Poses come and go from my repertoire without my even realizing it. Then one day a pose will pop back into my hard and I’ll remember that I used to teach it all the time. And so I begin teaching it again.
Tabletop and Purvottanasana have both returned to my playlist with an additional variation called crab walking. If I had to guess the first yoga class I taught included the two forward bends followed by purvottanasana from the ashtanga series.
When it comes to intense experiences, opening my calves to allow for the full extension of the feet to the floor in this pose, ranks among the top. For a good month or six weeks when I began doing ashtanga and purvottanasana my calves would seize up or cramp badly enough that I had to stop the pose. Once I worked through this it never returned with the same intensity. But the first time I do it after a hiatus the calves let me know that they don’t like to be ignored.
The calf action that I am talking about is the work of the soleus and gastrocnemius pointing, or plantar flexing, the foot. Purvottanasana also tones the inner thighs and hamstrings in the attempt to get the inner foot to the floor in the full pose.
In the upper body it opens the chest stretching the pectoral muscles that are always in dire need of stretching, The deltoids are also stretching while the triceps get stronger as the arms straighten.
These days I teach Purvottanasana as an option after doing Tabletop twice with the fingers turned in in one version and out in the other. Without the straight legs I am emphasizing the stretch of the upper chest and also the tone of the core that might allow the neck to lengthen the ears into a line with the shoulders. And then we crab walk.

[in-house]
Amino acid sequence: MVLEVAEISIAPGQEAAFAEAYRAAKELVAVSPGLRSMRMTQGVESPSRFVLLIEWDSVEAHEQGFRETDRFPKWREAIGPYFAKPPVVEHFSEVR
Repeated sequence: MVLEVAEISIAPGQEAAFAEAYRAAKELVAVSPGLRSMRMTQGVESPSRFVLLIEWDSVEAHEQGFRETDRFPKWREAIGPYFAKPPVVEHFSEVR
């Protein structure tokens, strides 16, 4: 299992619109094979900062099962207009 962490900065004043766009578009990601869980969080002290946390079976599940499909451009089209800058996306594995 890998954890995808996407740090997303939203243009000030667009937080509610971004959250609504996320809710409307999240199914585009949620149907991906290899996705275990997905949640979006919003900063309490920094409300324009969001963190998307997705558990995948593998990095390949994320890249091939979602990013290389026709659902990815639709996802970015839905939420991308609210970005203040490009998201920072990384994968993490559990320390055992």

A tendency in tabletop that I am always warning against is for the knees to open wide of the ankles and the weight of the feet to fall towards the outside.
- Sit with your knees bent and the feet flat to the floor. Place the hands about six inches behind you with the fingers facing in the direction of your hips. Feel free to change the direction of the hands to feel the difference in the work and stretch.
- Have your feet parallel and hip distance apart with the knees aligned over the ankle.
- Lift the hips pressing down through the hands and feet.
- Don’t hyperextend your elbows and keep the knees aligned over the ankles.
- Sit with your legs extended in front of you and the hands about six inches behind you. The classic pose has the fingers pointing forward but you can try to do both.
- Press down through your hands and heels and lift your hips up toward the ceiling.
- Spread the collar bones wide apart and extend your legs trying to point your feet flat to the floor.
- The inner thighs need to rotate in and down to help the inner foot and mound of the big toe reach the floor.
- In the classic version of the pose the head is released backwards which can stretch the throat. I like to work on toning the core to bring some length into the back of the neck.
- Come to Tabletop.
- Walk forward alternating arms and legs until you walk off your mat with both feet.
- Walk backwards until both hands are off the mat behind you.
- Return to your starting position.